Social exclusion is the exclusion of an individual from the current social system, their individual rights and privileges. This is usually a result of a person living in poverty due to circumstances he or she has no control over, or their own human error. Becoming socially excluded can also be the result of the individual belonging to a minority social group. Social exclusion refers to individuals whom are excluded from certain aspects of social life such as employment and social relations. This can be due to reasons such as whether or not the individual would like to participate in social activities, or whether he or she is unable to participate in social activities for reasons which are beyond their control, such as a disability (Burchandt et al. 2002). Social exclusion can be a major problem, studies have shown that being socially excluded from a group/s in fact activates particular areas of the brain, areas which would usually only be activated by physical pain (Eisenberger et al, 2003). Not only can social exclusion have negative effects on an individuals mental health and wellbeing, but it can also cause exploitation, oppression and marginality. Social exclusion also prevents equality, fairness and social justice.
People are socially excluded for many reason such as their gender and also any disabilities they may have. An individuals gender is their personal sexual identity. This is regardless of his or hers biological and outward sex. Because of a persons decisions to act in a way opposite of their biological sex, they may face social exclusion as others may disagree with their way of expressing themselves. “...women, as a group, are socially excluded in terms of their participation in consumption, production, political e...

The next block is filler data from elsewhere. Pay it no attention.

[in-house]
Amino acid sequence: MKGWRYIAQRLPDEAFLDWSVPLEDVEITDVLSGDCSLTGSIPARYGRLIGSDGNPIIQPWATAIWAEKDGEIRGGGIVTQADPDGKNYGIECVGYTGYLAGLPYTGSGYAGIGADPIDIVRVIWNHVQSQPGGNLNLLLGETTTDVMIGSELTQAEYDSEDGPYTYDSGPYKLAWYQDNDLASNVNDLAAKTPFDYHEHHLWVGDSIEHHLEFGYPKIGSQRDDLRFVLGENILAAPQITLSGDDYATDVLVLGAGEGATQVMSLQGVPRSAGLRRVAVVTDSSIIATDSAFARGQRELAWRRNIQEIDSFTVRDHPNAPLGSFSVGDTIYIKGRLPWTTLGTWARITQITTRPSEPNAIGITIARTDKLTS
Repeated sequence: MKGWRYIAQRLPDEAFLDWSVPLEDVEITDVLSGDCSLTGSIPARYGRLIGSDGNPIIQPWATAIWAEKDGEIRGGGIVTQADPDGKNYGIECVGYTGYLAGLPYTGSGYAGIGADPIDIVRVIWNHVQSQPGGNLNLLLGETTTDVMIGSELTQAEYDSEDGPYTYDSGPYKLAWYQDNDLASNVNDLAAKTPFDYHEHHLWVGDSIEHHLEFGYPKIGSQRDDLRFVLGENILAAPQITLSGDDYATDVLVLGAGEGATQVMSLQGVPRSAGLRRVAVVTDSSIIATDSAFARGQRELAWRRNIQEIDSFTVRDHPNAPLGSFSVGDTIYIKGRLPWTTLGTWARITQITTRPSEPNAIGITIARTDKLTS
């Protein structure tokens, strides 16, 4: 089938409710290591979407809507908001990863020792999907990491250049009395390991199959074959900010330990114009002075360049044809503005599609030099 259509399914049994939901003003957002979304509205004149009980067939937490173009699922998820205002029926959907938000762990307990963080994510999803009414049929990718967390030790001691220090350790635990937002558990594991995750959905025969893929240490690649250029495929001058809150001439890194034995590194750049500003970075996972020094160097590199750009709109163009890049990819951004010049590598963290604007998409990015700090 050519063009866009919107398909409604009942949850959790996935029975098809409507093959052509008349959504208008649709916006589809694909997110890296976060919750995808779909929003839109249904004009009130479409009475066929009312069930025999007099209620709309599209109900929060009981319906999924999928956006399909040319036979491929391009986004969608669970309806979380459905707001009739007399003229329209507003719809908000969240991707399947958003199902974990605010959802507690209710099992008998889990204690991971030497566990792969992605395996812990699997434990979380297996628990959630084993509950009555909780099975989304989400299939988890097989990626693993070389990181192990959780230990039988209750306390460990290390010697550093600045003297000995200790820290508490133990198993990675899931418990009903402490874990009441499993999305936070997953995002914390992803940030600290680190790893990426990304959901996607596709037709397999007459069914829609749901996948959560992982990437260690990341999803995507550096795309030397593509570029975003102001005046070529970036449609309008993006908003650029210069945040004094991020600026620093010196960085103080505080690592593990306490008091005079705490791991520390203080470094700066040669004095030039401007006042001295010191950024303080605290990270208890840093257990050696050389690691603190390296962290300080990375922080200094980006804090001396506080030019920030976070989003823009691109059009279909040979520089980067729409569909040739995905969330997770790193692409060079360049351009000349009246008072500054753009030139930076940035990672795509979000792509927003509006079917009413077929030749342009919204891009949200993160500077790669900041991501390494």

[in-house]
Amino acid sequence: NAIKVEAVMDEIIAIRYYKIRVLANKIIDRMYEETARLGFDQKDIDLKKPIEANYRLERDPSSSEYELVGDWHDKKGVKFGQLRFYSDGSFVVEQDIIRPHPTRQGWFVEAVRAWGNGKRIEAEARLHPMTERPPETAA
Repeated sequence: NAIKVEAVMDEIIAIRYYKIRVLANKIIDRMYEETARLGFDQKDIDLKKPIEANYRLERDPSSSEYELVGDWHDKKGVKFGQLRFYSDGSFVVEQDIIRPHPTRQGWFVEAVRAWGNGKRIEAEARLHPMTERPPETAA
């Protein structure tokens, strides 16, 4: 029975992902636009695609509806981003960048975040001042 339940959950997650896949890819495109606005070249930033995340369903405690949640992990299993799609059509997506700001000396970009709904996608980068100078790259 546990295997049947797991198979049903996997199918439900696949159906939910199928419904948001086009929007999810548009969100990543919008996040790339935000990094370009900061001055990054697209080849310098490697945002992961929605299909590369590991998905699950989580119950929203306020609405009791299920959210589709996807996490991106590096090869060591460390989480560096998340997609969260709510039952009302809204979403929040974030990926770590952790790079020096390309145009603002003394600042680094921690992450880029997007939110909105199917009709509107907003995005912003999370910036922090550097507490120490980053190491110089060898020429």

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...Reducing the social exclusion of girls. New York: The Population Council. [Online] [Accessed on 10th December 2013] Available from: http://www.popcouncil.org/pdfs/TABriefs/PGY_Brief27_SocialExclusion.pdf
Houston, D.M. (2007) ‘Women's social exclusion.’ In Abrams, D., Christian, J.N. and Gordon, D. (ed.) The Multidisciplinary Handbook of Social Exclusion Research. Wiley: Chichester, pp. 17-28.
Instablogs. (2008) Britain's aging men facing Social Exclusion. [Online] [Accessed on 30th November 2013] http://www.youtube.com/watch?v=9ZtH-5KqTl8
Lewis, M.A. and Lockheed, M.E. (2006). Inexcusable Absence: Why 60 Million Girls Still Aren’t in School and What to Do About It. Washington, DC: Center for Global Development.
Mensch, B.S., Ibrahim, B.L., Lee, S.M. and El-Gibaly. O. (2003) “Gender-role attitudes among Egyptian adolescents.” Studies in Family Planning 34(1): 8-18.
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